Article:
On bread and sacrifice (and staying inspired)

by piecurious

Following your dreams (however numerous and varied they may be) seems inevitably to involve sacrifice.  Whenever I mention to someone my recent decision not to continue on in academia after finishing my Master’s Degree in order to explore my love of baking more professionally, I am frequently met with praise for being “courageous” and often I am told I am “lucky”.  “Good for you!” people commonly remark, “You’re lucky to get to do what you love!”

Starting fresh - signs of life in new sourdough starters

What this suggests to me is (a) many people aren’t “doing what they love” (a general and familiar phrase which seems to encompass all of those activities we continually strive to find time for outside of our “real lives”), because (b) many people believe that doing what they love involves some sort of sacrifice—a sacrifice they have decided they are unwilling to make.  Regardless of what you hold most valuable—be it your family, leisure time, money, etc., “doing what you love” is likely to interfere with one of these things, at least at the beginning.  Or so it would seem.

Mise en place - getting ready to build the dough

Take baking, for example.  A recent article appearing on the BBC Food Blog titled “The glamorous life of an artisan baker” discusses some of the “hurdles” associated with pursuing a passion for baking artisan bread.  Long hours and little money get the most recognition and I think it’s pretty safe to say these hurdles are common for most activities falling under the “doing what you love” category, be it visual art, creative writing, music, etc.—activities we might perhaps more appropriately call “crafts”.

In the little time I have spent pursuing (what I hope to be) my craft, I have become intimately familiar with the effort it takes to leap over these hurdles.  Working as a bread baker, I experienced a slew of shifts that began at 8pm and sometimes didn’t finish until 9am, only to repeat the following day. I had only enough time in between to eat and sleep. All that for minimum wage, which, I might add, isn’t a lot when you’ve got a hefty history of student debt behind you.

Yet, I found myself entirely unwilling to sacrifice the other activities from which I derived joy—friends, family, and running, not to mention relaxing on the couch with a good book and a cup of tea without immediately falling asleep.   Needless to say, sleep was the first daily activity to be axed from my to-do list, which inevitably lead me to a point of utter exhaustion.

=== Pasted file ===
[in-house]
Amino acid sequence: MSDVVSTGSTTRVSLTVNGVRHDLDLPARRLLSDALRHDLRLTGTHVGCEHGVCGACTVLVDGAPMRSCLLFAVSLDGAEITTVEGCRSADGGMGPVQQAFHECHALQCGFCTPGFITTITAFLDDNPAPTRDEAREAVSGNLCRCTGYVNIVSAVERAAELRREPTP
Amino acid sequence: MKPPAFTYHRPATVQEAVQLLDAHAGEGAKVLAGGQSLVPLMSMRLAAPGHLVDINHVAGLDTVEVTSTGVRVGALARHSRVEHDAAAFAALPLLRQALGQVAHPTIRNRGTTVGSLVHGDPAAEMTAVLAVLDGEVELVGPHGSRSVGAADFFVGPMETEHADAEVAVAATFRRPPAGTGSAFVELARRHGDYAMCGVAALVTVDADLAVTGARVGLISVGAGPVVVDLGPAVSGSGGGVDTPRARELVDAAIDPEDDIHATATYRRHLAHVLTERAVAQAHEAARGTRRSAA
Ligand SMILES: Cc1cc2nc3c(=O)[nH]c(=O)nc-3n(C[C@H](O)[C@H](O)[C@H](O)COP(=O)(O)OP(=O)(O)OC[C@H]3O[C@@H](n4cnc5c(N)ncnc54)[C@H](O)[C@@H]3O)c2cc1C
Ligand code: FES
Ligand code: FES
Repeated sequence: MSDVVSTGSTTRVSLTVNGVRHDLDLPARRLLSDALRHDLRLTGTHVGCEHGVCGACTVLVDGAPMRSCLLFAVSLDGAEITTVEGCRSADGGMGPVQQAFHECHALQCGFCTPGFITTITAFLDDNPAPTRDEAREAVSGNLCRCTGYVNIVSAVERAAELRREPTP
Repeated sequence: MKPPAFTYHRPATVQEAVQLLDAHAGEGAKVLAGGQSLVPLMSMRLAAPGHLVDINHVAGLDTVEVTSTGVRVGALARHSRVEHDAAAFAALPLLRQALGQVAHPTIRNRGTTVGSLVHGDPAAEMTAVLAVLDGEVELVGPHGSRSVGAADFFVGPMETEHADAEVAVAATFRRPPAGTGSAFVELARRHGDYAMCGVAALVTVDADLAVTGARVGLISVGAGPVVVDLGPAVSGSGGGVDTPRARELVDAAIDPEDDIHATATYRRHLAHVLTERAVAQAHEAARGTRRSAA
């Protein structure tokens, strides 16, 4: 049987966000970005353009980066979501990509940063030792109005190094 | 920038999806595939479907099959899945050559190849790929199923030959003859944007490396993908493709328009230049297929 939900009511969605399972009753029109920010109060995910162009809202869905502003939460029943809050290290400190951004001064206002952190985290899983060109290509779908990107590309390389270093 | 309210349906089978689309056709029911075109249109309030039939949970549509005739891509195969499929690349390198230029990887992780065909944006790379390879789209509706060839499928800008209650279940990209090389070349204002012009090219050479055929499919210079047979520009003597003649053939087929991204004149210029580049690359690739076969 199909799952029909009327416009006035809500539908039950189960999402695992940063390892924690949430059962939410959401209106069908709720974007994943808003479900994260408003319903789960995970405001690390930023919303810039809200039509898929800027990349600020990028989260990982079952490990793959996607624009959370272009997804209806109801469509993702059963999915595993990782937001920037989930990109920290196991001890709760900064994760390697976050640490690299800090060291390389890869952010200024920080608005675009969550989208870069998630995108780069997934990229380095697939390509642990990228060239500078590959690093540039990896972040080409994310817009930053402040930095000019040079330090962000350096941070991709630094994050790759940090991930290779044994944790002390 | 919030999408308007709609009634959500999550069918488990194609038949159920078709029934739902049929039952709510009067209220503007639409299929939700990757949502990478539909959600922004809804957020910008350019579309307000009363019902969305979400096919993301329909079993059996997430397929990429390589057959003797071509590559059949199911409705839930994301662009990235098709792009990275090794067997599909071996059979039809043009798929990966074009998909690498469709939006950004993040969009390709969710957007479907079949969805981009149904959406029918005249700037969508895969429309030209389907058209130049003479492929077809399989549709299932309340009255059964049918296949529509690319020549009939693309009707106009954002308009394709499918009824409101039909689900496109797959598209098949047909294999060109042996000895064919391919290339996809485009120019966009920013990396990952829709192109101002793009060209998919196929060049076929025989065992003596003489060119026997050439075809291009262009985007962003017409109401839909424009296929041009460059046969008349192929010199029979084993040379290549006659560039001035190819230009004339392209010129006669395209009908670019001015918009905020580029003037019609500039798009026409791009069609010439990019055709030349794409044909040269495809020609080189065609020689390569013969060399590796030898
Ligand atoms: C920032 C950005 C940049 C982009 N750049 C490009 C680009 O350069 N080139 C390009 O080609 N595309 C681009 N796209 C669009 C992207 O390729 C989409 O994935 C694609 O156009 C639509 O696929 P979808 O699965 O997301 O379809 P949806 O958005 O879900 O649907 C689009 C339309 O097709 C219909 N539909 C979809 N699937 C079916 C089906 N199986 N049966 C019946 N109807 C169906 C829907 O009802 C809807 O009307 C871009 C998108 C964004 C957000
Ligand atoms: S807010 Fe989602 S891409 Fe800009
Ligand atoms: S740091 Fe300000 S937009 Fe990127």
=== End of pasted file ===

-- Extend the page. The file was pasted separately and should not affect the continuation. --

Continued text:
Perseverance - necessary when working with wet doughs

The realization struck that regardless of how passionate you may be, the path you take in order to “do what you love” must nevertheless be satisfying, rewarding and worth the sacrifices you are making.  Rather than being an educational journey in which I felt myself able to advance, learn and grow as a bread baker, I found the position I had taken up baking in a professional environment simply meant producing a product on a scale that actually inhibited this type of learning experience.  So I made the difficult decision to leave bread baking and have since taken up another position preparing and baking other baked goods, such as quick breads and pies.  And while I would be lying to you and myself if I said that I did not achingly miss evenings rolling out baguettes and dusting rustic boules in fragrant sesame seeds, the position I am in now not only offers educational growth and direct access to expertise, but also affords me the time to pursue bread baking at home.  A compromise that is both necessary and welcome at this infant point in my baking career.

Not perfection, but success nonetheless.

One thing I have discovered about “doing what you love” is the absolute need to stay inspired.  Remaining confident and dedicated in the face of sacrifice and perhaps seemingly more instantly gratifying opportunities can be difficult.  Starting fresh (a positive way of saying starting at the bottom) and learning a new craft can be a confidence and ego deflating experience, particularly on those days you make ridiculous mistakes that cost other people money. It is easy to feel lost and confused—to look around you (and at your bank account statement) dejectedly, asking yourself what on earth you are doing—when studying for that PhD looks pretty comfy right now.  The best way to combat these feelings and to find the strength to continue on is to surround yourself with things you find inspiring—things that reignite your confidence and passion and make those sacrifices seem like they aren’t sacrifices at all.